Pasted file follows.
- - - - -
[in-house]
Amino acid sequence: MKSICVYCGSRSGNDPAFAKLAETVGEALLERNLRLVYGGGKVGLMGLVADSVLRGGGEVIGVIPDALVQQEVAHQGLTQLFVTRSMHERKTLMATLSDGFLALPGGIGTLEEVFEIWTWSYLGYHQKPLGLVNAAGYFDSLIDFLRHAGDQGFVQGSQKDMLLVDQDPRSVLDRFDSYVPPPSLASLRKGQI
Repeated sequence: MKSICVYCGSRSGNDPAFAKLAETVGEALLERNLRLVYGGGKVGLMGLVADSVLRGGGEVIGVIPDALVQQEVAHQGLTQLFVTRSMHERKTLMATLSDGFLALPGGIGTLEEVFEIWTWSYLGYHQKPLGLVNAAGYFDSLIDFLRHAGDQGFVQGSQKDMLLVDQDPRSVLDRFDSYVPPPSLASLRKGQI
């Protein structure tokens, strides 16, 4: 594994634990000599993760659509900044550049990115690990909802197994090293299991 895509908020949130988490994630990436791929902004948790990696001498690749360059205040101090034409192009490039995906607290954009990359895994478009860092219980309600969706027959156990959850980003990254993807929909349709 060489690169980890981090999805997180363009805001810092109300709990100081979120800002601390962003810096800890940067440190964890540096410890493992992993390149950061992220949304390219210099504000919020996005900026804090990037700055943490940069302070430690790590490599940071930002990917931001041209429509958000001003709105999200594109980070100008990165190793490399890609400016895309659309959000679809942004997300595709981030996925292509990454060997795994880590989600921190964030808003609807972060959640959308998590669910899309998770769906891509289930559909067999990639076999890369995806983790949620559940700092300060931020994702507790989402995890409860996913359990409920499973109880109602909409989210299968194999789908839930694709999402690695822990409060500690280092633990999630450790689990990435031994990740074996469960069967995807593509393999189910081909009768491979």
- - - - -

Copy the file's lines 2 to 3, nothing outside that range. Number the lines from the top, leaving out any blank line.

Amino acid sequence: MKSICVYCGSRSGNDPAFAKLAETVGEALLERNLRLVYGGGKVGLMGLVADSVLRGGGEVIGVIPDALVQQEVAHQGLTQLFVTRSMHERKTLMATLSDGFLALPGGIGTLEEVFEIWTWSYLGYHQKPLGLVNAAGYFDSLIDFLRHAGDQGFVQGSQKDMLLVDQDPRSVLDRFDSYVPPPSLASLRKGQI
Repeated sequence: MKSICVYCGSRSGNDPAFAKLAETVGEALLERNLRLVYGGGKVGLMGLVADSVLRGGGEVIGVIPDALVQQEVAHQGLTQLFVTRSMHERKTLMATLSDGFLALPGGIGTLEEVFEIWTWSYLGYHQKPLGLVNAAGYFDSLIDFLRHAGDQGFVQGSQKDMLLVDQDPRSVLDRFDSYVPPPSLASLRKGQI